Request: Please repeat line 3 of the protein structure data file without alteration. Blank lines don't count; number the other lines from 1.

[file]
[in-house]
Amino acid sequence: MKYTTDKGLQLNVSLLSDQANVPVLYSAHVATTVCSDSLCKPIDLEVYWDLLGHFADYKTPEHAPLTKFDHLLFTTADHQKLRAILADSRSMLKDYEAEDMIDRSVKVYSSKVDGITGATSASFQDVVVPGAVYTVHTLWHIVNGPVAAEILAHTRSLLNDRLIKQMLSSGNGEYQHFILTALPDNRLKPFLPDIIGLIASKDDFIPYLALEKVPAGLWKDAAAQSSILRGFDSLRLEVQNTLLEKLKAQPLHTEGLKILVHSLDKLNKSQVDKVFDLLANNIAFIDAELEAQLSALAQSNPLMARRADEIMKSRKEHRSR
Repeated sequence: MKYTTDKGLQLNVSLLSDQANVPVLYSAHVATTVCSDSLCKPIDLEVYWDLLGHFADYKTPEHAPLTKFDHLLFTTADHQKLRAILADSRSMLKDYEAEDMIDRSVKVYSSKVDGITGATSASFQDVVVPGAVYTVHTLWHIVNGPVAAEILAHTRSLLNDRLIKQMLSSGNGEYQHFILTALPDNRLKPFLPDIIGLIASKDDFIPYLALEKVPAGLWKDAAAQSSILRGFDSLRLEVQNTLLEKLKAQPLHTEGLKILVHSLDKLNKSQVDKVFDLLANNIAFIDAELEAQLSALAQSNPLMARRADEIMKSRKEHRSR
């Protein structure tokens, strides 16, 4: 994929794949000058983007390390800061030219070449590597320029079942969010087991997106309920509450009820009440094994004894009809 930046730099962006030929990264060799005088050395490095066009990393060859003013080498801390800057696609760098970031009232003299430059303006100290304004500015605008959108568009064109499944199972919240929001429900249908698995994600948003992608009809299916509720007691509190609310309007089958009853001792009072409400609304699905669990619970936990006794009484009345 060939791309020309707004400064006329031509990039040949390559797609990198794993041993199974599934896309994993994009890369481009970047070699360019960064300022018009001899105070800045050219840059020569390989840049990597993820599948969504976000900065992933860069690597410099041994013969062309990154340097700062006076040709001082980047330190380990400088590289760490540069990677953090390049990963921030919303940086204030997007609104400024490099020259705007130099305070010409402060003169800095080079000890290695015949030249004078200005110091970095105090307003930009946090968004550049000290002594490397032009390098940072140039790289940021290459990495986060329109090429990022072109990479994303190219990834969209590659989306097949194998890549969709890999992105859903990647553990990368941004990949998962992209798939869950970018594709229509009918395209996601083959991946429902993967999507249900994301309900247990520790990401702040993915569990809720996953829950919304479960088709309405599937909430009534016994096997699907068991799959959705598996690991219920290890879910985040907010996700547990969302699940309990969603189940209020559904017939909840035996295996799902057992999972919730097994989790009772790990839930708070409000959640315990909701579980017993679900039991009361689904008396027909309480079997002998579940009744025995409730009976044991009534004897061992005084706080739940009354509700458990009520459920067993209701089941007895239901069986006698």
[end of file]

Repeated sequence: MKYTTDKGLQLNVSLLSDQANVPVLYSAHVATTVCSDSLCKPIDLEVYWDLLGHFADYKTPEHAPLTKFDHLLFTTADHQKLRAILADSRSMLKDYEAEDMIDRSVKVYSSKVDGITGATSASFQDVVVPGAVYTVHTLWHIVNGPVAAEILAHTRSLLNDRLIKQMLSSGNGEYQHFILTALPDNRLKPFLPDIIGLIASKDDFIPYLALEKVPAGLWKDAAAQSSILRGFDSLRLEVQNTLLEKLKAQPLHTEGLKILVHSLDKLNKSQVDKVFDLLANNIAFIDAELEAQLSALAQSNPLMARRADEIMKSRKEHRSR